Poor people lack access to health care with a negative impact on their dignity, human capital formation and their risk-management options. Recently an emerging movement of community-based health insurance schemes has attracted the attention of policy makers and researchers as it seems that these schemes target the poor more efficiently. Taking the example of community-based health insurance schemes in rural Senegal this paper identifies the factors explaining participation in these schemes. Using household survey data of non-members and members, we found that household income, religion, village characteristics and the belonging to a certain ethnic group exert the strongest influence on the probability of participation. From these findings, it follows that i) although the schemes reach the \"poor\" in general, the \"poorest of the poor\" within the villages find it financially difficult to participate; ii) social exclusion due to religion or ethnic group might persist. Several options for designing the schemes in order to address these weaknesses are discussed.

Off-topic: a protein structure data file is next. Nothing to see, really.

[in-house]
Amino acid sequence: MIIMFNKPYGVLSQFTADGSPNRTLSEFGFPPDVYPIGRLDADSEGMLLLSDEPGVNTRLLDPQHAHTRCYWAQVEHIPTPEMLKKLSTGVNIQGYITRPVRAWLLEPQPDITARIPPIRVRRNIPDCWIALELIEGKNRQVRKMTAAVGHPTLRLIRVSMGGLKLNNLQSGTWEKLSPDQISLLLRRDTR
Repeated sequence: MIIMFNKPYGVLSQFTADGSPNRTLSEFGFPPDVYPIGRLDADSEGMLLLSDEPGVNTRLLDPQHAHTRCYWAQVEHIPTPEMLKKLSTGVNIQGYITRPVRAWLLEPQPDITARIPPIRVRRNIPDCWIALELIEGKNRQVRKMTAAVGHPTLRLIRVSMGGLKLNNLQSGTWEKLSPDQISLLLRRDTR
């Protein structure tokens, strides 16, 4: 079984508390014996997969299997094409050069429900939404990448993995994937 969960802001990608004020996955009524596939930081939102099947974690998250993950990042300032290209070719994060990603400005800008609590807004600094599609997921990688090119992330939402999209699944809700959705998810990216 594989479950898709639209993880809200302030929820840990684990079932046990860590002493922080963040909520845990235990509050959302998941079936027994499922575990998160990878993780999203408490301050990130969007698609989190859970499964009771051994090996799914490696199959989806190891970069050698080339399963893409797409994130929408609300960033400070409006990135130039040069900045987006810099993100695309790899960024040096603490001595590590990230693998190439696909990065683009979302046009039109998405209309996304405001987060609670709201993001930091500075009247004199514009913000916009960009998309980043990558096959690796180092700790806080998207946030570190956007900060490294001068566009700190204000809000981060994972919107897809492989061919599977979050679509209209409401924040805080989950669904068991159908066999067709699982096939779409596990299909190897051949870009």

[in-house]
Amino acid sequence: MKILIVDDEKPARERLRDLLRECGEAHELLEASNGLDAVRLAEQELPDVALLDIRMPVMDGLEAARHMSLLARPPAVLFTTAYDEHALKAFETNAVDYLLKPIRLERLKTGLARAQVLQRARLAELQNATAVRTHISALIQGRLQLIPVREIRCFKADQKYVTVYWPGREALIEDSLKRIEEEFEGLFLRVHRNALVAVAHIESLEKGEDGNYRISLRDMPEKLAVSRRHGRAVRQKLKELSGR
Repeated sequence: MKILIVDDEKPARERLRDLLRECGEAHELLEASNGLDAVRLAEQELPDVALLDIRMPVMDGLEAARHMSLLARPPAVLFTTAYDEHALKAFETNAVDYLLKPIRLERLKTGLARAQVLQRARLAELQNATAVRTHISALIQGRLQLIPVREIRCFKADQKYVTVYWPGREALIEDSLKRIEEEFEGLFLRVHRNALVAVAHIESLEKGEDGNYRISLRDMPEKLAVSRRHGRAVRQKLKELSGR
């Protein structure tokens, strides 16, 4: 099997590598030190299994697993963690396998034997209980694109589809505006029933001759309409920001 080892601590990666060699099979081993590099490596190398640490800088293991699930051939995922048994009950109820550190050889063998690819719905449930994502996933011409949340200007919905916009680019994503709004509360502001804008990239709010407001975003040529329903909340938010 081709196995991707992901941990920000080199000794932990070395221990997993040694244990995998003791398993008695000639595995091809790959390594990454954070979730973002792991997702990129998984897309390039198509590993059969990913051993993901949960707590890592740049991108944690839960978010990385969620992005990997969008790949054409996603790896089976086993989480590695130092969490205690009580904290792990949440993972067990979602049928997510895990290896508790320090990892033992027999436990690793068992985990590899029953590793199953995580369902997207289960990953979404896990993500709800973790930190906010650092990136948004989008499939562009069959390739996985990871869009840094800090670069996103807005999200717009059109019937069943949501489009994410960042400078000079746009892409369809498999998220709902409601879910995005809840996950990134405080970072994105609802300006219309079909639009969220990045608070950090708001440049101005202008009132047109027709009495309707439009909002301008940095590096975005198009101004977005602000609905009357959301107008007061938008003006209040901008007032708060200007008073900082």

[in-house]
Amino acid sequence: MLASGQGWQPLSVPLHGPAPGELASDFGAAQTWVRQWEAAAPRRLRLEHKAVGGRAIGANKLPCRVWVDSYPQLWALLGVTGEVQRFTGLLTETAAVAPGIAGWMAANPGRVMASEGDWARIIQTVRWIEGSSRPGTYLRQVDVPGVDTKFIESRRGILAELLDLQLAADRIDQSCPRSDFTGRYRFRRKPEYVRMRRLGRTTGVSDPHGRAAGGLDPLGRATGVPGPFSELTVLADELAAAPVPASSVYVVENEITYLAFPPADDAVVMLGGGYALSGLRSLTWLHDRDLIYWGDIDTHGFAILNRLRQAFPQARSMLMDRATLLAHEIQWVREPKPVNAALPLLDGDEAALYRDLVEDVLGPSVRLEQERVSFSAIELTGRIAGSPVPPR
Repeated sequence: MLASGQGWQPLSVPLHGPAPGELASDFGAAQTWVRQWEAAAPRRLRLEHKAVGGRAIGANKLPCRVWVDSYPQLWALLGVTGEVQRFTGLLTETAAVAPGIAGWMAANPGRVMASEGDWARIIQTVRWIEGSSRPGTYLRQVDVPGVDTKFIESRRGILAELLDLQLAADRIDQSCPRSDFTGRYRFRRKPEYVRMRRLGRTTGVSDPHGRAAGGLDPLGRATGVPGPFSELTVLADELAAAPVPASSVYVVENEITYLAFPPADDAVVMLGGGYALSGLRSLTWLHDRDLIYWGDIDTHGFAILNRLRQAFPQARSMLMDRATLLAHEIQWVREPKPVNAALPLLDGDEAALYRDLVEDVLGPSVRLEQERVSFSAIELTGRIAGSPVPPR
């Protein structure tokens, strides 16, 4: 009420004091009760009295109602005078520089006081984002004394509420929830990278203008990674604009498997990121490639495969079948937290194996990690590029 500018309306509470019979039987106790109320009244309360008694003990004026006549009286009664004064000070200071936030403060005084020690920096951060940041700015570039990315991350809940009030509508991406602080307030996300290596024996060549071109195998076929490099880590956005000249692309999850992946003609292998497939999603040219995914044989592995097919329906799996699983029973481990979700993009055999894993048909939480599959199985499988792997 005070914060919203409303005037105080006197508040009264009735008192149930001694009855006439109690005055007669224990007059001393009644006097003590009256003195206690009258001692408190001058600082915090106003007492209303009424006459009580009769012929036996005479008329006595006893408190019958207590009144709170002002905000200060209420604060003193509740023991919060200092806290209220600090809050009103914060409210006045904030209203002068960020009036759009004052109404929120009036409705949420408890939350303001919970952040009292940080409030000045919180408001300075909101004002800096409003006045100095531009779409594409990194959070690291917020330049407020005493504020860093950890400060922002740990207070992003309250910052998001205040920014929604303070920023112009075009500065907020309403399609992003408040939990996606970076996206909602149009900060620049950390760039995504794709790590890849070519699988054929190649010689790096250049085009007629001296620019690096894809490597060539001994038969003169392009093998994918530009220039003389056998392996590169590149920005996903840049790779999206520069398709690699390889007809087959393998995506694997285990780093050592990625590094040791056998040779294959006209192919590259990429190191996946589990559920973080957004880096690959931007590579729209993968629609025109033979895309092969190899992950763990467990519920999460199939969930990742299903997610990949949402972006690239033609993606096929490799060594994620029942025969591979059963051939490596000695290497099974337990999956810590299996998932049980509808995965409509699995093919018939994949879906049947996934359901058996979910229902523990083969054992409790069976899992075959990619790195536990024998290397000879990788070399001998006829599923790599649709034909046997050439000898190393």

Health insurance for the poor? Determinants of participation incommunity-based health insurance schemes in rural Senegal, presented at Staying Poor: Chronic Poverty and Development Policy, Institute for Development Policy and Management, University of Manchester, 7-9 April 2003. Chronic Poverty Research Centre (CPRC), Manchester, UK, 21 pp.